Reprint of: Eating like you are overweight: the effect of overweight models on food intake in a remote confederate study.
There is consistent evidence that people model the eating behaviour of others. The extent to which people model the amount of food consumed by other people of different weight statuses has received less attention. Here we tested the effect on food consumption of exposing female participants to information about the food consumption of either normal/healthy weight or overweight individuals. Eighty female participants took part in a between-subjects experiment, in which we used a remote-confederate design and manipulated whether participants saw intake information about normal/healthy weight or overweight previous participants (remote confederates). Regardless of the weight-status of the remote confederates, participants ate more food when they believed that previous participants had eaten a large amount of food, in comparison with when they believed previous participants had eaten a smaller amount of food. These findings indicate that women may model the food intake of other women, even when they believe they are of a different weight status to themselves.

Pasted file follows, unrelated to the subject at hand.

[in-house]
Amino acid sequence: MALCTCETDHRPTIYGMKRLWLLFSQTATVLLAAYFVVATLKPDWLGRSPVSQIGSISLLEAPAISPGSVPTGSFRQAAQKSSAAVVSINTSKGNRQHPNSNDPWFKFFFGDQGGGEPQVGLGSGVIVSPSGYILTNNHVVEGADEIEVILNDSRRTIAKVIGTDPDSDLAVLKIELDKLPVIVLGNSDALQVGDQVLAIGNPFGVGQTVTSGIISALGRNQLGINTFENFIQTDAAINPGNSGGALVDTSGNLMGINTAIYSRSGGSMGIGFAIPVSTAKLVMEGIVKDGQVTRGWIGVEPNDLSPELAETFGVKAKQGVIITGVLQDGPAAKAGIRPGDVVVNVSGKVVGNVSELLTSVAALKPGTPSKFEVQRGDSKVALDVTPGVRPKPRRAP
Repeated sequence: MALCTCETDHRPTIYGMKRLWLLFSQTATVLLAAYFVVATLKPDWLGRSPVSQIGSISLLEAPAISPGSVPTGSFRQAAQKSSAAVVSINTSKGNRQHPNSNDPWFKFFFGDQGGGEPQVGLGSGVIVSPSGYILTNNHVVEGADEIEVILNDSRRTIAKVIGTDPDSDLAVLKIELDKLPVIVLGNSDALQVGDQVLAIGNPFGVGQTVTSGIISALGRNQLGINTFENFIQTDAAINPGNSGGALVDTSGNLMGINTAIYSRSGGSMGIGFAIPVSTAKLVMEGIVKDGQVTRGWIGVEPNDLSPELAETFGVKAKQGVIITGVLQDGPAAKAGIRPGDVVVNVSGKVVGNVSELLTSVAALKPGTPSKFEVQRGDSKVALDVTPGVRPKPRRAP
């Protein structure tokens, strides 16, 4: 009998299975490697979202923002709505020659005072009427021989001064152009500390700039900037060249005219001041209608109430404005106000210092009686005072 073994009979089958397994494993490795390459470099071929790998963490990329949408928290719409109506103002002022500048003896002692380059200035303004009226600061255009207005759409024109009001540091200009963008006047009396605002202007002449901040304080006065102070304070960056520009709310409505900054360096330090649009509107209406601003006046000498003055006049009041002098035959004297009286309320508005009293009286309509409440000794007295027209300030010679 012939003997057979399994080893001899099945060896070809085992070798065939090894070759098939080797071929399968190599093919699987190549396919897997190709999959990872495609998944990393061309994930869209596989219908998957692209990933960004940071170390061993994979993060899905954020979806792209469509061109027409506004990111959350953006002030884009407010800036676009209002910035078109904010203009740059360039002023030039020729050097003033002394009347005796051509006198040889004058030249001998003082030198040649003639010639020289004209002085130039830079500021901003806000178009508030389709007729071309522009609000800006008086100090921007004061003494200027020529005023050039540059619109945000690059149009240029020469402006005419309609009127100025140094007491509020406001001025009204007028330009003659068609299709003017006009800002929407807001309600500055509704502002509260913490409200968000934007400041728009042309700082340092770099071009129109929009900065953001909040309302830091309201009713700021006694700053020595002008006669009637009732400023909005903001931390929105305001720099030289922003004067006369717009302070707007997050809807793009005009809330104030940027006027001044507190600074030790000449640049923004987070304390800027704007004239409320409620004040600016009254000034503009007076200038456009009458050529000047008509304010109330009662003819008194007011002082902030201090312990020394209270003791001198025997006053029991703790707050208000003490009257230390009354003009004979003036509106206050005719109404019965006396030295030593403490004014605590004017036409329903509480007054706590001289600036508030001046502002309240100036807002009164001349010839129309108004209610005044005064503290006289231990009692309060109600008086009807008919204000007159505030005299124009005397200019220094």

Citation : Robinson, E., Sharps, M., Price, N., and Dallas, N. (2015) Reprint of: Eating like you are overweight: the effect of overweight models on food intake in a remote confederate study, Appetite, 86, pp. 96-100
Research Institute : Institute for Psychological Science
Peer Reviewed : Yes